The Universal Appeal of the Motown Sound

Amaia Calhoun

Motown, more than any other record label in history was able to create a sound that appealed to all of America and beyond.  Prior to the founding of Motown, African American artists had limited exposure and acceptance by white audiences.  Berry Gordy’s Motown was able to change that by taking unknown local street artist and transforming them into national and sometimes international stars.  Motown was able to accomplish this by controlling the sound and image of its artist.  Motown took the genres of African American music of gospel, blues, jazz, rock and roll and created a new sort of sound that would have mass cross appeal.  This new sound accompanied by universal feel good lyrics and themes of love created some of the world’s most recognizable songs.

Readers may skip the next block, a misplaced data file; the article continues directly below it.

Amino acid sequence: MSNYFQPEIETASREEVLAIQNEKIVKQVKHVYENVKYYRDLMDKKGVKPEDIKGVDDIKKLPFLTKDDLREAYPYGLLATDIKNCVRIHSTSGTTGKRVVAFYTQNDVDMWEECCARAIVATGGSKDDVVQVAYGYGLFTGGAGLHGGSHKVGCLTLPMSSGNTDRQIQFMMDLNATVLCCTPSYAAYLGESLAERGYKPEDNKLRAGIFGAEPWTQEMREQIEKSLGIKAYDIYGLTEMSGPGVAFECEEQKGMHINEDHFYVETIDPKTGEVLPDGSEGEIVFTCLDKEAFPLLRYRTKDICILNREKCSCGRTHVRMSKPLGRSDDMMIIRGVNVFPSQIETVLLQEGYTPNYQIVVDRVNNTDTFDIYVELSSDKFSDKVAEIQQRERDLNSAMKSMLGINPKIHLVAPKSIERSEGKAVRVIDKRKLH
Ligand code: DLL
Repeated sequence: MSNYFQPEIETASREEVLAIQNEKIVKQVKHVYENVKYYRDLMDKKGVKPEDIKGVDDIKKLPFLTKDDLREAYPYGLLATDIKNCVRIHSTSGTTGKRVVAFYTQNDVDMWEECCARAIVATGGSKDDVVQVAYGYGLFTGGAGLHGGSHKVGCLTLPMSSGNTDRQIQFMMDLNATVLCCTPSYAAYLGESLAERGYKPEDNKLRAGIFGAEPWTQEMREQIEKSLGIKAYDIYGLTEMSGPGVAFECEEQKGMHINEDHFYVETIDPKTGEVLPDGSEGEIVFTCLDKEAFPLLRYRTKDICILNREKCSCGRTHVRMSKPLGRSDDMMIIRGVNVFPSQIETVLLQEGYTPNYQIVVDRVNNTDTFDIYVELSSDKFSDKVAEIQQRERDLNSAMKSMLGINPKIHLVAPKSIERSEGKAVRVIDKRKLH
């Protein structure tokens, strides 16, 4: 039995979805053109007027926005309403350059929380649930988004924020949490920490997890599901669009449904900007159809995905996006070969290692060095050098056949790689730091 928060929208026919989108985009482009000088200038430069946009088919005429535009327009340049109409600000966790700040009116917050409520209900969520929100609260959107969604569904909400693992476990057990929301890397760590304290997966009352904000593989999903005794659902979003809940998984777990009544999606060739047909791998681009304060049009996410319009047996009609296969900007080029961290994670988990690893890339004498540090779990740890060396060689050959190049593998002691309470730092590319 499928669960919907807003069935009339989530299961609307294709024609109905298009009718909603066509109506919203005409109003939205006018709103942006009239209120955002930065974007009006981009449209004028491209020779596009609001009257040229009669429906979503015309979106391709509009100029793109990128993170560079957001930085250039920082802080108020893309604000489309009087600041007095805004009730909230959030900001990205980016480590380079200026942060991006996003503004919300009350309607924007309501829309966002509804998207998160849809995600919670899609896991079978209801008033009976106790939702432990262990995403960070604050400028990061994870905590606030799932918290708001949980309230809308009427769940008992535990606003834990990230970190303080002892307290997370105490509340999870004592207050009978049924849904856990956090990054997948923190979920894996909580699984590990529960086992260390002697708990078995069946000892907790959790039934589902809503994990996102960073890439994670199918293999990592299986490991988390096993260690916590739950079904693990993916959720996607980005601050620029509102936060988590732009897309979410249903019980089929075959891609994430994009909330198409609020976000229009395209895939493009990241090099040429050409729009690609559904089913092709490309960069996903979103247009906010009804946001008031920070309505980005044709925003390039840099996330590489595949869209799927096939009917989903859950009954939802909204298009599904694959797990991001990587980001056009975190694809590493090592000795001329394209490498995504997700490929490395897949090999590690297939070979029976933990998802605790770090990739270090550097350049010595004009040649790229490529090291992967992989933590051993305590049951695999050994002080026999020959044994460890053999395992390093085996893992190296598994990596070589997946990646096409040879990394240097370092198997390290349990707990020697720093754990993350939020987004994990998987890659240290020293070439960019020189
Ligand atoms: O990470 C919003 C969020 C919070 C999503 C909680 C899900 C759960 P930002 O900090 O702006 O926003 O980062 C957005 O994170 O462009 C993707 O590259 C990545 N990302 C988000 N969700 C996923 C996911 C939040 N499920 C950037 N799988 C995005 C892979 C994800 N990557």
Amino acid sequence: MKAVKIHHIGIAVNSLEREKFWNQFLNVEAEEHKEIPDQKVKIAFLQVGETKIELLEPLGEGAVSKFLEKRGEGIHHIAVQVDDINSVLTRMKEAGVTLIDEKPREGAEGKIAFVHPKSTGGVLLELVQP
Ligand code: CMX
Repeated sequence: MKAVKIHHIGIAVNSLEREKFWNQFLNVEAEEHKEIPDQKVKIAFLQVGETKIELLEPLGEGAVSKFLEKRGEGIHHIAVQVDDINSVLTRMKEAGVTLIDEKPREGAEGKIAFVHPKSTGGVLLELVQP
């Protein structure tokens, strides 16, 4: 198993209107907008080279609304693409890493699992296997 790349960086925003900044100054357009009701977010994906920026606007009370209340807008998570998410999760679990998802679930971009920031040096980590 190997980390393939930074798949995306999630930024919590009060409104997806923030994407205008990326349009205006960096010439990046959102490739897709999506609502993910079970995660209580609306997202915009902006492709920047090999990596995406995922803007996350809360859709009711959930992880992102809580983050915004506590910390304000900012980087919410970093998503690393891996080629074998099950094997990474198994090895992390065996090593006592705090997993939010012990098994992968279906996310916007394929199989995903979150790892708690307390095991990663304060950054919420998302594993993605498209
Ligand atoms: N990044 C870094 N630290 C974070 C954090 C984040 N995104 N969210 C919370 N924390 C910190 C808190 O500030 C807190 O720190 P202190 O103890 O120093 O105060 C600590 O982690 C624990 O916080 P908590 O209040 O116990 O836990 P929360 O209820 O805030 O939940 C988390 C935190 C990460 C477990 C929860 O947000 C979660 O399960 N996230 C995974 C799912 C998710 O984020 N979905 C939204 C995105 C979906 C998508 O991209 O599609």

The artists worked with different songwriters and producers to craft an individual sound, but that sound would be played by a group of local session musicians who had strong backgrounds in all African American music genres. These session musicians served as the Motown house band known as The Funk Brothers.  This created increased musical collaboration and artistry between, producer, artist and musician which patented the Motown sound. 

In addition, Motown was able to create mass appeal by packaging images of African American artist that would be acceptable to white audiences.  Every detail of a Motown artist was crafted from costumes to choreography.  Artist received classes in etiquette and speech so they would know how to professionally conduct themselves whether on stage or off.  Consequently, black and white audiences were drawn to the music and those who performed it.

These sounds were revolutionary for the time in the sense that there was nothing like it out there previously. Additionally, each artist had their own unique sound. Motown showed the best of black America.

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